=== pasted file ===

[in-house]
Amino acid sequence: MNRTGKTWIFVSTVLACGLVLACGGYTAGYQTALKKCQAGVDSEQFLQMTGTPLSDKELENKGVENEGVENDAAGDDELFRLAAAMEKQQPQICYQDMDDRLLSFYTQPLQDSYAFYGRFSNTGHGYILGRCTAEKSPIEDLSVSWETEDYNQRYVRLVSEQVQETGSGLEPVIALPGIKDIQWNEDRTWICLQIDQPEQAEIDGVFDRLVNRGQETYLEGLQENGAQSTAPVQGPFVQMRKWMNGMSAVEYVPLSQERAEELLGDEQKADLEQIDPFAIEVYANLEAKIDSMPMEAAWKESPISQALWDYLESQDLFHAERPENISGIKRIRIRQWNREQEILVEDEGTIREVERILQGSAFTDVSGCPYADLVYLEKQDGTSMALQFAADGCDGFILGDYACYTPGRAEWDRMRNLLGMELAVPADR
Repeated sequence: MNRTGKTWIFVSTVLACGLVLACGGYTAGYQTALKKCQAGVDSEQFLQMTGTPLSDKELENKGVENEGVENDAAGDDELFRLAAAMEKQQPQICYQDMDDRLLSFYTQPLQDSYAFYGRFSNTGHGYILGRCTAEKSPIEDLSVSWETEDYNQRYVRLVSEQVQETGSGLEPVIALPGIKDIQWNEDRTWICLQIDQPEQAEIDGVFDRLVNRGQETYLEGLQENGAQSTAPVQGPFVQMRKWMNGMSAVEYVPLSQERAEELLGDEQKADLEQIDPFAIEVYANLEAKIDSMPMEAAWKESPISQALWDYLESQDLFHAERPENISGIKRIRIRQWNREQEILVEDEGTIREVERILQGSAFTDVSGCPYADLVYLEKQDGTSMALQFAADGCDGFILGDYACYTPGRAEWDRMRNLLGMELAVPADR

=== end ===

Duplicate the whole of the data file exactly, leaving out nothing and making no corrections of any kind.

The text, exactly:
[in-house]
Amino acid sequence: MNRTGKTWIFVSTVLACGLVLACGGYTAGYQTALKKCQAGVDSEQFLQMTGTPLSDKELENKGVENEGVENDAAGDDELFRLAAAMEKQQPQICYQDMDDRLLSFYTQPLQDSYAFYGRFSNTGHGYILGRCTAEKSPIEDLSVSWETEDYNQRYVRLVSEQVQETGSGLEPVIALPGIKDIQWNEDRTWICLQIDQPEQAEIDGVFDRLVNRGQETYLEGLQENGAQSTAPVQGPFVQMRKWMNGMSAVEYVPLSQERAEELLGDEQKADLEQIDPFAIEVYANLEAKIDSMPMEAAWKESPISQALWDYLESQDLFHAERPENISGIKRIRIRQWNREQEILVEDEGTIREVERILQGSAFTDVSGCPYADLVYLEKQDGTSMALQFAADGCDGFILGDYACYTPGRAEWDRMRNLLGMELAVPADR
Repeated sequence: MNRTGKTWIFVSTVLACGLVLACGGYTAGYQTALKKCQAGVDSEQFLQMTGTPLSDKELENKGVENEGVENDAAGDDELFRLAAAMEKQQPQICYQDMDDRLLSFYTQPLQDSYAFYGRFSNTGHGYILGRCTAEKSPIEDLSVSWETEDYNQRYVRLVSEQVQETGSGLEPVIALPGIKDIQWNEDRTWICLQIDQPEQAEIDGVFDRLVNRGQETYLEGLQENGAQSTAPVQGPFVQMRKWMNGMSAVEYVPLSQERAEELLGDEQKADLEQIDPFAIEVYANLEAKIDSMPMEAAWKESPISQALWDYLESQDLFHAERPENISGIKRIRIRQWNREQEILVEDEGTIREVERILQGSAFTDVSGCPYADLVYLEKQDGTSMALQFAADGCDGFILGDYACYTPGRAEWDRMRNLLGMELAVPADR